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National Soil Fertility Week - Getting the Balance Right

National Soil Fertility Week, to highlight the positive impact of soil fertility management on farms, will take place next week, from 6-10 February. Organised by Teagasc and the Fertilizer Association of Ireland, this soil fertility campaign will highlight the role of soil testing and soil fertility management on farms. “You don’t feed your animals without knowing their conditions – so why do it to your soils?” This will be the question asked of farmers.

Trends are now emerging that soil fertility levels are declining as a result of reduced fertilizer usage in recent years. The proportion of soils being analysed with low fertility levels has increased by over 30% in the last four years, according to Stan Lalor of Teagasc, Johnstown Castle. Soils with low fertility have lower productivity and result in higher fertilizer input costs. For example, research work has shown that low soil phosphorus levels can cost the farm an average of approximately 1.5 tonnes of grass dry matter production per hectare per year. At current feed prices, this is potentially worth up to €400 per hectare. Managing soil fertility is the key to ensuring that the production potential of soil is optimised with economically sustainable fertilizer inputs.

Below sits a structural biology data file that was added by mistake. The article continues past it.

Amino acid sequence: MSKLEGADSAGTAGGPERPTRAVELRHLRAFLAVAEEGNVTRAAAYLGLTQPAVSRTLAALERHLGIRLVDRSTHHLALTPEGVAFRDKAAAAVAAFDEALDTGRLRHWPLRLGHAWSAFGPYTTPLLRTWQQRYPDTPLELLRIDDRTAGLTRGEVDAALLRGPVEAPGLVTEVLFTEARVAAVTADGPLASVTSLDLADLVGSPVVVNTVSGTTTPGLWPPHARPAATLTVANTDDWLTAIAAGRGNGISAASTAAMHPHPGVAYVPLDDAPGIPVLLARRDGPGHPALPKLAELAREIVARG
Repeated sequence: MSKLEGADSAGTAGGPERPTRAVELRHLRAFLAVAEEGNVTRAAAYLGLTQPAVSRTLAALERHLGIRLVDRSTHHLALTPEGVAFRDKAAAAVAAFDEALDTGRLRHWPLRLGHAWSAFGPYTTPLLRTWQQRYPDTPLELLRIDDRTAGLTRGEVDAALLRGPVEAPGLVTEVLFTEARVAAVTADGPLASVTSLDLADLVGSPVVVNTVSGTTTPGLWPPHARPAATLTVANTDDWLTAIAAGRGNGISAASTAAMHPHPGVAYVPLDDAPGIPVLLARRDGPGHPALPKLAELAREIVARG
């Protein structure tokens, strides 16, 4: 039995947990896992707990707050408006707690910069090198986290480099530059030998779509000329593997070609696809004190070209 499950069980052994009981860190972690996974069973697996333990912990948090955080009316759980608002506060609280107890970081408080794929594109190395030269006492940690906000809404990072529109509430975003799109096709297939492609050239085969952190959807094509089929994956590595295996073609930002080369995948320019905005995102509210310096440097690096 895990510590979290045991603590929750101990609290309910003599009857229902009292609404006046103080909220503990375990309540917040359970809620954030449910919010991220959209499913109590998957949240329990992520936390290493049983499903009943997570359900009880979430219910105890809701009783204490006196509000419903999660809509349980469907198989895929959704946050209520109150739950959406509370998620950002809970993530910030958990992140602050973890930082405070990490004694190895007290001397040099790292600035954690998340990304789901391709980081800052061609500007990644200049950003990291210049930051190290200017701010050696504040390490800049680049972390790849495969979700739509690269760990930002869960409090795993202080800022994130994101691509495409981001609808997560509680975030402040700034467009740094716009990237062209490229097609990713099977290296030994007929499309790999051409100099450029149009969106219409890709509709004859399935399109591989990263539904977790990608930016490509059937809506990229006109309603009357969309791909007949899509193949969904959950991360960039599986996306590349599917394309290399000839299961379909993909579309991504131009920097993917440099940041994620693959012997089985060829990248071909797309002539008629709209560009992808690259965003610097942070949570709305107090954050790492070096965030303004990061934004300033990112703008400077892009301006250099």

Mark Plunkett of Teagasc said that soil fertility management on both grassland and tillage farms can be improved by following five simple steps:
1) Have soil samples taken for the whole farm.
2) Apply lime as required to increase soil pH up to the target pH for the crop.
3) Aim to have optimum soil P and K fertility levels in all fields. At optimum fertility levels, nutrients being removed in products need to be replaced. High fertility soils are a resource and should be exploited. Low fertility soils need to be nurtured.
4) Start by using organic fertilizers as efficiently as possible, then top up with fertilizer as required.
5) Make sure the fertilizer compound is supplying nutrients in the correct balance for the crop, the soil, and to complement other fertilizers being applied.

Implementing these simple steps will go a long way to ensuring that the production potential of the farm is being realised, and that fertilizer inputs are being utilised as efficiently as possible.

During National Soil Fertility Week, there will be 3 events taking place around the country highlighting these messages:
• Tuesday, 7 February (2 - 5 pm) – Horse and Jockey Hotel, Thurles, Co. Tipperary. Fertilizer Association of Ireland Spring Scientific Meeting: “Role of Fertilizer and Soil Fertility in Achieving Food Harvest 2020 Targets”.
• Wednesday, 8 February (2 - 4.30 pm) – Field event. Teagasc, Athenry, Co. Galway.
• Thursday, 9 February (2 - 4.30 pm) – Field event. Teagasc, Kildalton College, Piltown, Co. Kilkenny.